3-1-2012By Pamela Kling Takiff
Advisor, Fighting Discrimination Program
A year ago tomorrow, Shahbaz Bhatti, Pakistan’s only Christian Parliamentarian, was assassinated because of his heroic efforts to protect religious minorities. Along with his close friend Governor Salmaan Taseer, who was also murdered for his activism, he led the fight against Pakistan’s abusive blasphemy laws—laws that criminalize the insult of religion.
Days before his murder, Bhatti vowed not be silenced by death threats, saying, “I want to make it clear that I am mindful that in the struggle to protect religious freedom, the rights of minorities, and to raise the voice against the blasphemy law, I can be assassinated…But I will continue to follow the principles that I believe. I will continue to raise the voice of the voiceless. And I will not feel fear because of these threats…My destiny is to speak up for those who cannot speak up for themselves.”
Bhatti and Taseer were concerned about the devastating effect of the blasphemy laws on members of minority faiths and others who don’t subscribe to mainstream Islam. They criticized the use of these laws to stifle dissent, harass rivals, legitimize violence, and settle petty disputes.
As a result of their murders, the debate over reforming Pakistan’s blasphemy laws has been largely derailed. Religious groups and political parties successfully pressured the government to withdraw a bill that would strengthen the legal requirements for proof of intent and evidence and punish those who make false accusations of blasphemy. Without these changes, it remains far too easy to abuse the laws.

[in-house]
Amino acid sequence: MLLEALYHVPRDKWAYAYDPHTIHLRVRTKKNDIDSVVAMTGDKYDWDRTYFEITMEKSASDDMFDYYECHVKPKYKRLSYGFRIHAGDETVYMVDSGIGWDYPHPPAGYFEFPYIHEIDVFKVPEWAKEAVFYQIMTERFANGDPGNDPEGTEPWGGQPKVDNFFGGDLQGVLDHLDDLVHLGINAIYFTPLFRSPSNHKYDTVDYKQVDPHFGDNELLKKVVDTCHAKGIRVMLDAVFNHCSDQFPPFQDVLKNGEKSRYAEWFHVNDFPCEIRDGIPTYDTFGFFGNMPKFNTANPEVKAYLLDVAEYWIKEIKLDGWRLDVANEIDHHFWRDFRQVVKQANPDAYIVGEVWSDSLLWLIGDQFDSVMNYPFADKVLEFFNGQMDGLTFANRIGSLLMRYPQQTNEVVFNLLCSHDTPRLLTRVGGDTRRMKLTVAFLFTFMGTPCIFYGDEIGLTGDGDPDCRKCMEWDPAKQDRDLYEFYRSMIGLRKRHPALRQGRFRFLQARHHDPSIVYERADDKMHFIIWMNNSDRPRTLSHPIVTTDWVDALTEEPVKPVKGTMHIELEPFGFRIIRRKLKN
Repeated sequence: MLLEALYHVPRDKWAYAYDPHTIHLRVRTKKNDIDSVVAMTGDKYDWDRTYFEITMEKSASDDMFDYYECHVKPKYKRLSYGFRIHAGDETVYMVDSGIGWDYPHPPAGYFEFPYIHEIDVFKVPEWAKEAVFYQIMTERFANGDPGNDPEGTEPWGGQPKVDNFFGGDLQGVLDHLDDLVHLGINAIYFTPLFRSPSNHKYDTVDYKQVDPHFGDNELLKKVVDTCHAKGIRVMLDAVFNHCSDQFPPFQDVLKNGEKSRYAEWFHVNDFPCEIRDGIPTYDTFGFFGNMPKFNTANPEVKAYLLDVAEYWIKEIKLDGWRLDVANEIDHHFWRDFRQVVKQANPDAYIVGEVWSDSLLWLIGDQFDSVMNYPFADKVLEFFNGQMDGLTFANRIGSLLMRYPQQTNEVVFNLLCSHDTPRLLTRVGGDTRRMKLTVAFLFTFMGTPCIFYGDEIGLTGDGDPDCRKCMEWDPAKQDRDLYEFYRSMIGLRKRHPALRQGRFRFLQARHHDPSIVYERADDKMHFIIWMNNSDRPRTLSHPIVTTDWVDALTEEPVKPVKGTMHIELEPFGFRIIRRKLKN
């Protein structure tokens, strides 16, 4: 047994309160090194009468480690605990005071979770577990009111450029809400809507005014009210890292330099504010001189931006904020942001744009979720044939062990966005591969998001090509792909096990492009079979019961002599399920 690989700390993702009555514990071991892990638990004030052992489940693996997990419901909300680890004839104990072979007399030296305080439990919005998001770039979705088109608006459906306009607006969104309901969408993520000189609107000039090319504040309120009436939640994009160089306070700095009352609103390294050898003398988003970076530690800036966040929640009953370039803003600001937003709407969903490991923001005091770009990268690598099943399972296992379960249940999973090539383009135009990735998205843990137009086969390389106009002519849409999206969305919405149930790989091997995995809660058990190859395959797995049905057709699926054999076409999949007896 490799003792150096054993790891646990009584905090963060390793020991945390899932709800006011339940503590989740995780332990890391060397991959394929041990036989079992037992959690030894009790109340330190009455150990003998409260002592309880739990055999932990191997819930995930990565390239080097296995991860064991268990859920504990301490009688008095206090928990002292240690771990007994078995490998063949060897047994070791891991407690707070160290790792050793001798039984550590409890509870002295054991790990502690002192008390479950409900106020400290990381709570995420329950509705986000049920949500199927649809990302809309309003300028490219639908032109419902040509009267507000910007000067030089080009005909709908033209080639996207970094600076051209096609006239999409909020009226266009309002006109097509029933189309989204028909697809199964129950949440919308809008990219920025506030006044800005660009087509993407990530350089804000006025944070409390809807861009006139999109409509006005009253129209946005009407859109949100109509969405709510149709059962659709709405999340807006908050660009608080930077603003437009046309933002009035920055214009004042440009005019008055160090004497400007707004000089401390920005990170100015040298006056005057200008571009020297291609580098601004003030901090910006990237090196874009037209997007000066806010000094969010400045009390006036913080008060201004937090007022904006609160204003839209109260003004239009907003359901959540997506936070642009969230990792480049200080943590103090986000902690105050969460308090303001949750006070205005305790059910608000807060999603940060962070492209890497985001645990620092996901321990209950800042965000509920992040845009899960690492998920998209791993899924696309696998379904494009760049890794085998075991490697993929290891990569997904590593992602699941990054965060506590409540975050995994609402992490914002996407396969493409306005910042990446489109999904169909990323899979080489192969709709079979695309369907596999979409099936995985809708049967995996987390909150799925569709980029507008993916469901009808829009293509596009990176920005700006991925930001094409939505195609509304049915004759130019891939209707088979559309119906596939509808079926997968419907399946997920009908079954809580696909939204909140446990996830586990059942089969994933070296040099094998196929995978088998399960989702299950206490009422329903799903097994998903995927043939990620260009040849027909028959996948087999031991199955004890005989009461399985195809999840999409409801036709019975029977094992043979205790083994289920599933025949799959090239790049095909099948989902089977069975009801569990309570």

Lawyers and judges are frequently subjected to intimidation and violence and are therefore reluctant to take on blasphemy cases. It is common for mobs to gather in and outside the courtrooms where blasphemy cases are tried, threatening to take the law into their own hands if the court does not hand down a guilty verdict. Misspoken words and allegations of desecration of the Koran have spurred mobs to descend on towns, burning places of worship, looting homes, and killing or injuring innocent residents. Perpetrators are rarely brought to justice.
Human Rights First has engaged with the international community in an effort to stop the use of abusive blasphemy laws. To read more about our work on these issues, please read our October 2011 report, Blasphemy Laws Exposed: The Consequences of Criminalizing “Defamation of Religions.”